How ‘Java’ Became Coffee’s Nickname and a Programming Language – The New York Times

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Clued in
In Thursday’s puzzle, “Java” was the answer to the clue “Programming language named for a drink named for an island.”
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This is Clued In, a column that will give you insight into some of the New York Times Crossword clues and answers.
“Java” has been used in 128 New York Times crossword puzzles. It has been clued in several different ways, including “Jitter Juice” and “Where Jakarta is.” It made its first appearance in the New York Times Crossword in 1942. Most recently, it appeared in Thursday’s puzzle, constructed by Howard Barkin.
What do an Indonesian island, coffee and a programming language have in common? The name “Java,” of course.
Java, the programming language, isn’t even 30 years old yet, but the history of the word goes back several centuries, to a time when coffee trees were plentiful in Indonesia and people were eager to have a cup of joe.
Coffee got its nickname from the island in Indonesia, where the Dutch first planted coffee trees in their colony in the late 1600s, according to Peter Giuliano, the chief research officer at the Specialty Coffee Association. By the 1720s, the Dutch plantations in Java were the most successful coffee plantations in the world.
Osborn’s Celebrated Prepared Java Coffee was the first packaged ground coffee sold on the American market, Giuliano said, “which shows how important the place name ‘Java’ was in communicating coffee quality.” Because of this, “Java” became a synonym for coffee.
Coffee production still takes place on the Indonesian island today, despite a coffee leaf rust disease outbreak in the 1800s that decimated the industry.
“I have personally traveled to Java on multiple occasions,” Giuliano said. “I can testify to a thriving coffee community there, including a cool coffee consuming culture.”
The island of Java, which is known for its volcanoes, is densely populated and home to roughly half of Indonesia’s population. Java has more than 30 active volcanoes, according to Léa Chiaffi, a travel agent at Altaï Indonesia. Even though Indonesia’s capital, Jakarta, is on Java, “tourism isn’t developed everywhere on the island,” she said.
In the U.S., Java was still a popular nickname for coffee in the late 1990s when the computer programming language was developed, said Georges Saab, the vice president of development for Java at Oracle. The first release of the Java programming language was introduced in 1995 after four years of development.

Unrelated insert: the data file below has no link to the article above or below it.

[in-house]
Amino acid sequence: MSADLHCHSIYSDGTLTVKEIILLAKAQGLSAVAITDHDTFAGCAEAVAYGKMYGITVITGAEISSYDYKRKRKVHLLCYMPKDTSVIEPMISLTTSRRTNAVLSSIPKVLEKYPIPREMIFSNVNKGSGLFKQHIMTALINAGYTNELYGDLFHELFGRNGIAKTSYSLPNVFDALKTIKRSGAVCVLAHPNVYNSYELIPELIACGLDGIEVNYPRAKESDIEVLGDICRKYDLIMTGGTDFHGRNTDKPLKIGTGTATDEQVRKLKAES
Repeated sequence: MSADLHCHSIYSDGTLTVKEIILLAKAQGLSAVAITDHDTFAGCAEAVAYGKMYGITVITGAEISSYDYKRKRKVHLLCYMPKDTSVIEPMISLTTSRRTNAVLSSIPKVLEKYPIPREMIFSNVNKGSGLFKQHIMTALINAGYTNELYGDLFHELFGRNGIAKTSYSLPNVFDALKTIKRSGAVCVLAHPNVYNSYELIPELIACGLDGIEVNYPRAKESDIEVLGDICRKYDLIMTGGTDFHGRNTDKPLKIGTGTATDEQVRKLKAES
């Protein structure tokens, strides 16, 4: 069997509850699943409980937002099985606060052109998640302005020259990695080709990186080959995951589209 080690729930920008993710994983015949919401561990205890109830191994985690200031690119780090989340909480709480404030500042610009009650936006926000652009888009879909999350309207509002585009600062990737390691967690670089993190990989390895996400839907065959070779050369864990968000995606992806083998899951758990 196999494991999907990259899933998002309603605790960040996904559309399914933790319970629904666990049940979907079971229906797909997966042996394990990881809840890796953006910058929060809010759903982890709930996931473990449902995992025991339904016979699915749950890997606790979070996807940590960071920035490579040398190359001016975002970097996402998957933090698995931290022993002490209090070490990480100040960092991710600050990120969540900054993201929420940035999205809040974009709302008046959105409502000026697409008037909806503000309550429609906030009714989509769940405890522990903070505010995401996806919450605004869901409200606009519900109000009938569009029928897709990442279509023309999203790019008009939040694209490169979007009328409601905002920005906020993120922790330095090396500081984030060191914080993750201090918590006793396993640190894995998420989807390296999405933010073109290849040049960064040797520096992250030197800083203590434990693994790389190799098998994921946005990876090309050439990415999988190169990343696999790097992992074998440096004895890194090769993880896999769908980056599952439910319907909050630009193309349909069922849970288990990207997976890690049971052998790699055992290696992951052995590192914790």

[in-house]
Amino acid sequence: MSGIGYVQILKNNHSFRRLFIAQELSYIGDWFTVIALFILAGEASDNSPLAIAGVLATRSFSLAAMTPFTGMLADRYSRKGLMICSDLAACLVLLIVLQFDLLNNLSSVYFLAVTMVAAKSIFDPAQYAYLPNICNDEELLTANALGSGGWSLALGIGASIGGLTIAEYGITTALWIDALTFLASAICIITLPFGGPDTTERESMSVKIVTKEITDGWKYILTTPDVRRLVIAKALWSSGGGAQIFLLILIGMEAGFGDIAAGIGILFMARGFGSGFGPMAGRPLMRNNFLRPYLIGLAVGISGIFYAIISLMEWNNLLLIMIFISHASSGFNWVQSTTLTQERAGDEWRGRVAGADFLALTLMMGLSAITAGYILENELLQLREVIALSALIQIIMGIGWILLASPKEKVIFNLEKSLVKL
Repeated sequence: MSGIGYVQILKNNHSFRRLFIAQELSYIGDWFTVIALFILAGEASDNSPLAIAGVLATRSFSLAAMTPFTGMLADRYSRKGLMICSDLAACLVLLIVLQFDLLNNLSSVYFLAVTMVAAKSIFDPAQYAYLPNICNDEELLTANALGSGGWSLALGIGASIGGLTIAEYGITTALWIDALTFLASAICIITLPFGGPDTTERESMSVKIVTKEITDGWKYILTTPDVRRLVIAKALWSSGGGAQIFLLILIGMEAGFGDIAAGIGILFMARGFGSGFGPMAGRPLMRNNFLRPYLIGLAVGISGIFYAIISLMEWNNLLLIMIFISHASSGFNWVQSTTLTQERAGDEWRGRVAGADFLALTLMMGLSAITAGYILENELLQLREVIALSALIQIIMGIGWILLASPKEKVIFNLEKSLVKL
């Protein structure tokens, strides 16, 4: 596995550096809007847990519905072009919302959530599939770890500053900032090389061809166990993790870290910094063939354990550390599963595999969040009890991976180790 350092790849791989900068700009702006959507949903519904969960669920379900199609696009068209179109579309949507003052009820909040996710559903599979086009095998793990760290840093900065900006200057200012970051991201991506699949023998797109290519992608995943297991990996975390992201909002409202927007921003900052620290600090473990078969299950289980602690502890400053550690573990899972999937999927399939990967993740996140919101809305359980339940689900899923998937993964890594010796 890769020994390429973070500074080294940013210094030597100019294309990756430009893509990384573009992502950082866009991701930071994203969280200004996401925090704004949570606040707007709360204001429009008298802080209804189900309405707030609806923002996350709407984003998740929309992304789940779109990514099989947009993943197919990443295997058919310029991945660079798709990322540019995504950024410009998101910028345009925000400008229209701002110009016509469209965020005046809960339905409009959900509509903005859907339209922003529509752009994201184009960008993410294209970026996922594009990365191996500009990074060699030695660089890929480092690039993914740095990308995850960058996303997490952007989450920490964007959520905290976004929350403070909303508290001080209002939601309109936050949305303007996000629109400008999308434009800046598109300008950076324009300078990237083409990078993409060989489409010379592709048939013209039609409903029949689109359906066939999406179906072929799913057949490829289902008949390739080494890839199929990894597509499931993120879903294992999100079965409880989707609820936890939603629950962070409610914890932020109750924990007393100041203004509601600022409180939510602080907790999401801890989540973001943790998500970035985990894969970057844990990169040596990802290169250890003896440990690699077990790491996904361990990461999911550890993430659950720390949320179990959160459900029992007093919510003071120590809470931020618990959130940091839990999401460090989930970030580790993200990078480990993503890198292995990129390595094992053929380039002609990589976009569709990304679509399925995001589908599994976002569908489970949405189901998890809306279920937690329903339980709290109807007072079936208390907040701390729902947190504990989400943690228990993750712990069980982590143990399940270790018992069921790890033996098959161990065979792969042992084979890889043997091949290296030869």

Java was initially called Oak, named for a tree outside the office of Java’s creator, James Gosling. Jim Waldo, a Harvard computer science professor, was a principal investigator for Sun Microsystems Laboratories, which has since been acquired by Oracle, when Java got its name, and he recalls the story clearly. The company brought in trademark consultants after realizing that it might face some problems in trademarking the word “Oak.”
The team brainstormed new names and came up with a short list that included Silk, DNA, Lyric, Pepper, NetProsse, Neon, Ruby, WebRunner Language, WebDancer, WebSpinner and Java, Saab said. After much deliberation, a Sun employee who had been sitting in the back of the room during the conversation said, “Why don’t we call it Java?” The room filled with excitement, and those present agreed on the name.
“The goal was a name that sounded revolutionary, lively, dynamic and was easy to spell and remember,” Saab said of the name choice. Waldo added that the name was perfect because “programmers drink a lot of java.” Twenty-seven years later, Java is still the shorthand name for the programming language that powers much of today’s software.
“While it’s important to have some long answers or a theme that really shines, you don’t want to forget to make the whole puzzle fun to solve — and that includes the smaller words whenever possible, too. Fun words are different for everyone, but I think it’s just something you don’t see or hear every day that evokes a pleasant or fun mental image. JAVA has a lively sound and fun letters to uncover.” — Howard Barkin
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